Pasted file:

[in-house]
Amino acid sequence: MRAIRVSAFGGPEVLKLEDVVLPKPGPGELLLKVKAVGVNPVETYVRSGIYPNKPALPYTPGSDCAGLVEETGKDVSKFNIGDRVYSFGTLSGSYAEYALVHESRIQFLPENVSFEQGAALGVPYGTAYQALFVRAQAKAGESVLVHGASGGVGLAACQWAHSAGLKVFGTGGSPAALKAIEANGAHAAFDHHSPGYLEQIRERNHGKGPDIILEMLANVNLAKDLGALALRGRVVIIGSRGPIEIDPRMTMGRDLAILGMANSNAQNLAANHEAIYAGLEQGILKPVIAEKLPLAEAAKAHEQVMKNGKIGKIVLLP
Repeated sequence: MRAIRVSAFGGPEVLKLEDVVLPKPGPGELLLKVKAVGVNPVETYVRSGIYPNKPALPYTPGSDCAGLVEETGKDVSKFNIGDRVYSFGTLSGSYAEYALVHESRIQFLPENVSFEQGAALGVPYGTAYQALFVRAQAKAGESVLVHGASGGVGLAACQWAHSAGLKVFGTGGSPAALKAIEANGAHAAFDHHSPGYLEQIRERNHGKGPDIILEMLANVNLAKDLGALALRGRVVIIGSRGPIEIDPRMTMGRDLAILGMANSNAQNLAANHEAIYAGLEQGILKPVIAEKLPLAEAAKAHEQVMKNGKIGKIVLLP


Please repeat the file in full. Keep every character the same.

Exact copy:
[in-house]
Amino acid sequence: MRAIRVSAFGGPEVLKLEDVVLPKPGPGELLLKVKAVGVNPVETYVRSGIYPNKPALPYTPGSDCAGLVEETGKDVSKFNIGDRVYSFGTLSGSYAEYALVHESRIQFLPENVSFEQGAALGVPYGTAYQALFVRAQAKAGESVLVHGASGGVGLAACQWAHSAGLKVFGTGGSPAALKAIEANGAHAAFDHHSPGYLEQIRERNHGKGPDIILEMLANVNLAKDLGALALRGRVVIIGSRGPIEIDPRMTMGRDLAILGMANSNAQNLAANHEAIYAGLEQGILKPVIAEKLPLAEAAKAHEQVMKNGKIGKIVLLP
Repeated sequence: MRAIRVSAFGGPEVLKLEDVVLPKPGPGELLLKVKAVGVNPVETYVRSGIYPNKPALPYTPGSDCAGLVEETGKDVSKFNIGDRVYSFGTLSGSYAEYALVHESRIQFLPENVSFEQGAALGVPYGTAYQALFVRAQAKAGESVLVHGASGGVGLAACQWAHSAGLKVFGTGGSPAALKAIEANGAHAAFDHHSPGYLEQIRERNHGKGPDIILEMLANVNLAKDLGALALRGRVVIIGSRGPIEIDPRMTMGRDLAILGMANSNAQNLAANHEAIYAGLEQGILKPVIAEKLPLAEAAKAHEQVMKNGKIGKIVLLP